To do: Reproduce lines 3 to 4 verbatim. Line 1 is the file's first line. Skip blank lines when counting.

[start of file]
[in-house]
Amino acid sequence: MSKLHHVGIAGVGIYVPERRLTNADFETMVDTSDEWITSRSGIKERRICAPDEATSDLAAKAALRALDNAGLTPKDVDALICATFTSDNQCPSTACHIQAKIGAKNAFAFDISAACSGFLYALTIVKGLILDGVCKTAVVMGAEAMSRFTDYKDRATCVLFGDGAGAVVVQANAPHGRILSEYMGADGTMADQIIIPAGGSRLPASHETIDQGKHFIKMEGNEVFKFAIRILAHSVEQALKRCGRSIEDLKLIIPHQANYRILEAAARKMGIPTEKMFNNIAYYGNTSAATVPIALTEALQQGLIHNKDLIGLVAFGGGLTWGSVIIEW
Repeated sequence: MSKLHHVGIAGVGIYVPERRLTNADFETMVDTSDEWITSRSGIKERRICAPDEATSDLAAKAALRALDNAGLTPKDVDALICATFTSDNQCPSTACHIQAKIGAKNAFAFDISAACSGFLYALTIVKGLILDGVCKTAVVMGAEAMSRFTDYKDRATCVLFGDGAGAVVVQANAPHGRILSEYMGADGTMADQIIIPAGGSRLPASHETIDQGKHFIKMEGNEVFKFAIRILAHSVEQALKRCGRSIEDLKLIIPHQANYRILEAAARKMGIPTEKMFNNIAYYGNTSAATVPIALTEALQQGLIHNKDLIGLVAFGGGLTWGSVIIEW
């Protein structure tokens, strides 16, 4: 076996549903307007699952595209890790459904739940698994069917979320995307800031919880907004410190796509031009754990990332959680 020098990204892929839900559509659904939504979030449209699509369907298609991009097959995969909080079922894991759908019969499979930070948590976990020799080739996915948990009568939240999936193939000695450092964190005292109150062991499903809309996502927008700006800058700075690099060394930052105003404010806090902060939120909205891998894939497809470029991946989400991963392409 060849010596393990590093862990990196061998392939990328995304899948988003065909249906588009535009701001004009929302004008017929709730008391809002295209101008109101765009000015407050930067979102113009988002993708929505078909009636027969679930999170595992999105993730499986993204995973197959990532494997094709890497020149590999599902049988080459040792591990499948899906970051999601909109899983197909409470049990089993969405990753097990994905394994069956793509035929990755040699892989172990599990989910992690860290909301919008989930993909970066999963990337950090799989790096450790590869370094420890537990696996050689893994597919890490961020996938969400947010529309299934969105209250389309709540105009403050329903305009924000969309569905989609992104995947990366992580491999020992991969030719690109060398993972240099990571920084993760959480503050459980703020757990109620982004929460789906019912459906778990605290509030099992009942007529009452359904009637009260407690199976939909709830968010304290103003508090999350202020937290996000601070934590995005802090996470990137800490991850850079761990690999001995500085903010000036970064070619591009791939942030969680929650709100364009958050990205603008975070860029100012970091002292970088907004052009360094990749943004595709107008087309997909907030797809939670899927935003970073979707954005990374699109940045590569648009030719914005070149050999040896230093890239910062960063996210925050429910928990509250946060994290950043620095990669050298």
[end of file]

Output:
Repeated sequence: MSKLHHVGIAGVGIYVPERRLTNADFETMVDTSDEWITSRSGIKERRICAPDEATSDLAAKAALRALDNAGLTPKDVDALICATFTSDNQCPSTACHIQAKIGAKNAFAFDISAACSGFLYALTIVKGLILDGVCKTAVVMGAEAMSRFTDYKDRATCVLFGDGAGAVVVQANAPHGRILSEYMGADGTMADQIIIPAGGSRLPASHETIDQGKHFIKMEGNEVFKFAIRILAHSVEQALKRCGRSIEDLKLIIPHQANYRILEAAARKMGIPTEKMFNNIAYYGNTSAATVPIALTEALQQGLIHNKDLIGLVAFGGGLTWGSVIIEW
């Protein structure tokens, strides 16, 4: 076996549903307007699952595209890790459904739940698994069917979320995307800031919880907004410190796509031009754990990332959680 020098990204892929839900559509659904939504979030449209699509369907298609991009097959995969909080079922894991759908019969499979930070948590976990020799080739996915948990009568939240999936193939000695450092964190005292109150062991499903809309996502927008700006800058700075690099060394930052105003404010806090902060939120909205891998894939497809470029991946989400991963392409 060849010596393990590093862990990196061998392939990328995304899948988003065909249906588009535009701001004009929302004008017929709730008391809002295209101008109101765009000015407050930067979102113009988002993708929505078909009636027969679930999170595992999105993730499986993204995973197959990532494997094709890497020149590999599902049988080459040792591990499948899906970051999601909109899983197909409470049990089993969405990753097990994905394994069956793509035929990755040699892989172990599990989910992690860290909301919008989930993909970066999963990337950090799989790096450790590869370094420890537990696996050689893994597919890490961020996938969400947010529309299934969105209250389309709540105009403050329903305009924000969309569905989609992104995947990366992580491999020992991969030719690109060398993972240099990571920084993760959480503050459980703020757990109620982004929460789906019912459906778990605290509030099992009942007529009452359904009637009260407690199976939909709830968010304290103003508090999350202020937290996000601070934590995005802090996470990137800490991850850079761990690999001995500085903010000036970064070619591009791939942030969680929650709100364009958050990205603008975070860029100012970091002292970088907004052009360094990749943004595709107008087309997909907030797809939670899927935003970073979707954005990374699109940045590569648009030719914005070149050999040896230093890239910062960063996210925050429910928990509250946060994290950043620095990669050298």